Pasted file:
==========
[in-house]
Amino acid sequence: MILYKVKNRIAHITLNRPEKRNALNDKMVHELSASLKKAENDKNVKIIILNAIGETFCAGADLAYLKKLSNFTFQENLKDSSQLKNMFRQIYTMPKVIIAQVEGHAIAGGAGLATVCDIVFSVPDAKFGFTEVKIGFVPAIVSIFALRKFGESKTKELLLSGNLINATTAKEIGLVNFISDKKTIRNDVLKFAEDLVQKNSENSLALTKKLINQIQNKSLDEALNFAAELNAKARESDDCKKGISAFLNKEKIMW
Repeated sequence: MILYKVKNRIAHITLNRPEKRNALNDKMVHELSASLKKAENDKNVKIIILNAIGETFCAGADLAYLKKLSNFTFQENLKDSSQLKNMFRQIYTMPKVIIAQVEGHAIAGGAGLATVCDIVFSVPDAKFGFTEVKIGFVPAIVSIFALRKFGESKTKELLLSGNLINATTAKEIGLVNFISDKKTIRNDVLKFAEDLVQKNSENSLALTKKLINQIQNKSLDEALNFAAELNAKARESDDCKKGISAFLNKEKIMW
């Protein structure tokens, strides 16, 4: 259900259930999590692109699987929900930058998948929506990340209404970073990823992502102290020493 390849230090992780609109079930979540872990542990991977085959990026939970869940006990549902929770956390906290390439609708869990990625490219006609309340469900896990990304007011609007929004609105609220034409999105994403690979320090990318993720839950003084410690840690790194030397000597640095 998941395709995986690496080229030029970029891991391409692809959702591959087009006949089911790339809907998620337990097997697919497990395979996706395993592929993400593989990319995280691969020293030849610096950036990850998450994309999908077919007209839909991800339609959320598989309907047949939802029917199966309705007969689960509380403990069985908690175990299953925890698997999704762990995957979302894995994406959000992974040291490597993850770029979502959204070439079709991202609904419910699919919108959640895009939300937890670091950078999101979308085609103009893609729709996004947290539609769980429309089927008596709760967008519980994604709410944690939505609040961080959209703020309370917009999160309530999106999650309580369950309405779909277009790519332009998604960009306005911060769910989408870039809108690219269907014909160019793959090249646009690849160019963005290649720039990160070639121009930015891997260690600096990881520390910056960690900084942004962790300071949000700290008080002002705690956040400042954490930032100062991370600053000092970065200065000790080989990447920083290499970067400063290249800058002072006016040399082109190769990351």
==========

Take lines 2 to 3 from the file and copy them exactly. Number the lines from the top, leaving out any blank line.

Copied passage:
Amino acid sequence: MILYKVKNRIAHITLNRPEKRNALNDKMVHELSASLKKAENDKNVKIIILNAIGETFCAGADLAYLKKLSNFTFQENLKDSSQLKNMFRQIYTMPKVIIAQVEGHAIAGGAGLATVCDIVFSVPDAKFGFTEVKIGFVPAIVSIFALRKFGESKTKELLLSGNLINATTAKEIGLVNFISDKKTIRNDVLKFAEDLVQKNSENSLALTKKLINQIQNKSLDEALNFAAELNAKARESDDCKKGISAFLNKEKIMW
Repeated sequence: MILYKVKNRIAHITLNRPEKRNALNDKMVHELSASLKKAENDKNVKIIILNAIGETFCAGADLAYLKKLSNFTFQENLKDSSQLKNMFRQIYTMPKVIIAQVEGHAIAGGAGLATVCDIVFSVPDAKFGFTEVKIGFVPAIVSIFALRKFGESKTKELLLSGNLINATTAKEIGLVNFISDKKTIRNDVLKFAEDLVQKNSENSLALTKKLINQIQNKSLDEALNFAAELNAKARESDDCKKGISAFLNKEKIMW